Stanley Patz speaks: "We are very disappointed." Says Pedro Hernandez is guilty. pic.twitter.com/Q7diqgMGSK
— Jessica Schneider (@JSchneiderTV) May 8, 2015
Patz’s family is angry and disappointed that the jury could not reach a verdict.
“This man did it,” said Patz’s father Stan. “How many times does a man have to confess before you believe him?”
Stan Patz said he had no doubt whatsoever that Hernandez was guilty, and he could not understand why the jury was unable to agree.
“A number of family members outside New York City have followed the trial very closely. We have analyzed all the testimony, debated the merits of the various witnesses, and have come to the conclusion that Pedro Hernandez is guilty of the crimes he has committed beyond any reasonable doubt,” Stan Patz said.
At trial, a defense witness testified that convicted pedophile Jose Ramos admitted to him that he molested the boy. Ramos was never charged in Etan’s disappearance, but he was considered the prime suspect for decades.
Patz acknowledged that Ramos had once been the prime suspect, and “everybody started on the Ramos side. But the evidence against Ramos had only been rooted in suspicion and conjecture, he said.
“On the other hand, Pedro Hernandez’s story is simple. It makes sense. The timing is right. Everything worked, and that’s why I believe in that case,” he said.
Patz said he had asked the District Attorney’s office to convince him that Hernandez was guilty. He said the assistant DA involved in the case told Patz she could not do that, given that he might have to testify at trial.
“But she felt the Patz family would finally know what happened to little Etan. That’s why I attended court every day, and that’s why I am so convinced that Pedro Hernandez kidnapped and killed my son on May 25, 1979,” Patz said. “He is a guilty man.”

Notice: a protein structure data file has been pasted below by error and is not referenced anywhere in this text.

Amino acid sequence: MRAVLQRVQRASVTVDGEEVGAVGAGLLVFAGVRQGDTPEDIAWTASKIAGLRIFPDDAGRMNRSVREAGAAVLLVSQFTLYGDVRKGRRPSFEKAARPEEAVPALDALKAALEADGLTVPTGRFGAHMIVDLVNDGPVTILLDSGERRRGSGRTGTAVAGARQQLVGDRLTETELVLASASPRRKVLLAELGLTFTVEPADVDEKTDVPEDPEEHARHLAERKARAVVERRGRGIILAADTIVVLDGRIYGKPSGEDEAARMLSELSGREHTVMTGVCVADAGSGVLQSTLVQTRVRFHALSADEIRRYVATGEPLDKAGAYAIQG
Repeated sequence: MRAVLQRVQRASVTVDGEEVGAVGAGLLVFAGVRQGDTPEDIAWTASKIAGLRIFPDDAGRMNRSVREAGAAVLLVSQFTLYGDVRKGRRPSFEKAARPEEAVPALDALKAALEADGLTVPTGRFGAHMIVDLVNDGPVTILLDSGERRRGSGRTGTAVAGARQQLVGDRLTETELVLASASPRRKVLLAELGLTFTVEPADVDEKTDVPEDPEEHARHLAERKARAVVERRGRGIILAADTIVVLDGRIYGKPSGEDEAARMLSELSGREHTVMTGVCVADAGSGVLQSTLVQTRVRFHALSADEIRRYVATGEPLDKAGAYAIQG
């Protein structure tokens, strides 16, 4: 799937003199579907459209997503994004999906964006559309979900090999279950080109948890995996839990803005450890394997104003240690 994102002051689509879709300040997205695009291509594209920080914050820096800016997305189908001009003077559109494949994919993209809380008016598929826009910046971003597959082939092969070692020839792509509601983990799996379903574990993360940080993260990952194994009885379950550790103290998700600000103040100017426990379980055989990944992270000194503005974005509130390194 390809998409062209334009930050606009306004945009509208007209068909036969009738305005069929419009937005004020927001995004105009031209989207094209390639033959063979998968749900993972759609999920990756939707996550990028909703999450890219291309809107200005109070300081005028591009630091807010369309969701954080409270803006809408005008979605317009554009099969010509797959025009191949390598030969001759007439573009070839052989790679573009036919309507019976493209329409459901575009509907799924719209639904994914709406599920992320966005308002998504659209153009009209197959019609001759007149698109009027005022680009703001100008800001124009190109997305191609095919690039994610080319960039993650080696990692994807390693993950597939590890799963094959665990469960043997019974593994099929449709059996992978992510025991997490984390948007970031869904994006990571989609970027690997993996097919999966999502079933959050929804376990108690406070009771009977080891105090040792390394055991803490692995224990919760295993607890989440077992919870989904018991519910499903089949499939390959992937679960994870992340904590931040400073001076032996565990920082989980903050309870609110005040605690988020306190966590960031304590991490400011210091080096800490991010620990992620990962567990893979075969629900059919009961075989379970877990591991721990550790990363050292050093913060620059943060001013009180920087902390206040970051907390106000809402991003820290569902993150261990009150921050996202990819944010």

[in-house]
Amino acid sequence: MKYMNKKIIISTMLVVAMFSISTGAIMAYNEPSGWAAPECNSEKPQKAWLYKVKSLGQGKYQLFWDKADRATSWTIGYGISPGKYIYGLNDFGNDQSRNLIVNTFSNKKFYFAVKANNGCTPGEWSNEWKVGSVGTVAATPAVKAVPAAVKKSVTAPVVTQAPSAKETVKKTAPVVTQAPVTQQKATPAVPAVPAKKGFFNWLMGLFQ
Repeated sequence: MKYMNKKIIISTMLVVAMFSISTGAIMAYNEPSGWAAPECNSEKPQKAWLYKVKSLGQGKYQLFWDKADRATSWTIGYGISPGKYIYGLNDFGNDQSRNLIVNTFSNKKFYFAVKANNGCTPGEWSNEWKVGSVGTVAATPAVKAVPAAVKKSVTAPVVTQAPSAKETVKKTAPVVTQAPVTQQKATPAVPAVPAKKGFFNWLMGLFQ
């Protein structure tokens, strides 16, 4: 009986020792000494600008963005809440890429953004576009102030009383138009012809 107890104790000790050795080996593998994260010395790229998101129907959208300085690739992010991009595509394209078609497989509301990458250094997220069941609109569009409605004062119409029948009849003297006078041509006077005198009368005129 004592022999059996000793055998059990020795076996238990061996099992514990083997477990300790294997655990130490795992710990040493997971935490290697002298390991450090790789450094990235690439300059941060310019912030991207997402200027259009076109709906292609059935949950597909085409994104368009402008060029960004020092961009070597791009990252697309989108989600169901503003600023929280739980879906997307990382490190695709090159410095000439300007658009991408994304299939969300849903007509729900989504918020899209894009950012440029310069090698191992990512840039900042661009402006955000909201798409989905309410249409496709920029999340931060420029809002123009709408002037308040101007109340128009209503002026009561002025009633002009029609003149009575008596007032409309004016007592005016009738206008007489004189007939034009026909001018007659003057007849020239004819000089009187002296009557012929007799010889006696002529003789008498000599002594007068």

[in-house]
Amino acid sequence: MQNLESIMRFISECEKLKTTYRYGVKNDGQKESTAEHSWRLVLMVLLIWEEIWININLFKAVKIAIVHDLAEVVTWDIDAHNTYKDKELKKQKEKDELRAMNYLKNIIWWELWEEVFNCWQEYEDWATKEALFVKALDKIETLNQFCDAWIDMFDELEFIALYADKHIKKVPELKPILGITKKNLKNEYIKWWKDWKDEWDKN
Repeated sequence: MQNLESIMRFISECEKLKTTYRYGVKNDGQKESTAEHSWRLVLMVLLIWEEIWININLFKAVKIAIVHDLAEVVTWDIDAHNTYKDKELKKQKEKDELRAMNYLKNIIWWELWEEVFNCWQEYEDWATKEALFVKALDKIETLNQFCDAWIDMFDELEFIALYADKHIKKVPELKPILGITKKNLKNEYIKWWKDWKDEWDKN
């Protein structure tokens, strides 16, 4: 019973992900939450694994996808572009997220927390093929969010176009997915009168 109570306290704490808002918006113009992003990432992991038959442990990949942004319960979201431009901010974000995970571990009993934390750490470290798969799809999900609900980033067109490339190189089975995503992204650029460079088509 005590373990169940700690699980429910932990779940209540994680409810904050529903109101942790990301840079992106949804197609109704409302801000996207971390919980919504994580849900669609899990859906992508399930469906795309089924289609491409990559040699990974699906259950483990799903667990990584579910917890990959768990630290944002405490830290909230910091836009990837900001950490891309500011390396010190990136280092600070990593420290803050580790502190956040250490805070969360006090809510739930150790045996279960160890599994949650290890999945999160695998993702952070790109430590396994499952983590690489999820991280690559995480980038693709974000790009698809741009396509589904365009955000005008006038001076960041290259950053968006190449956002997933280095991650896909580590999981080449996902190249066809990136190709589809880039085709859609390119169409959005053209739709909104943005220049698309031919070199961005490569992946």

Patz said Hernandez may be a different person at the age of 54 than he was 36 years ago, but he should still be held accountable.
“When he was 18 years old, he did something terrible, and he should pay for that. I understand his family wants him back,” he said. “He’s a different man – maybe he’s a good man now. But he did something impulsive and terrible and I think he should pay for it.”
He said he is more knowledgeable than the jury about the case.
“Maybe I know a little bit more… and even though the jury’s been out 18 days, I’ve had 35 years to think about this,” he said. “I told you, we were committed to the Ramos theory, but this one just makes so much more sense; blows Ramos out of the water.”
Etan would have turned 42 last year.
“Etan was a beautiful, outgoing, friendly, curious little kid. He would have made a great adult,” Stan Patz said. “But that’s what got him killed, because he was willing to go with this a**hole downstairs.”
The defense maintains Hernandez made up the story due to mental illness.
The jury could not decide whether Hernandez is guilty or not on three separate charges: second-degree murder, felony murder and kidnapping.
Each of the three charges was punishable by 25 years to life in prison.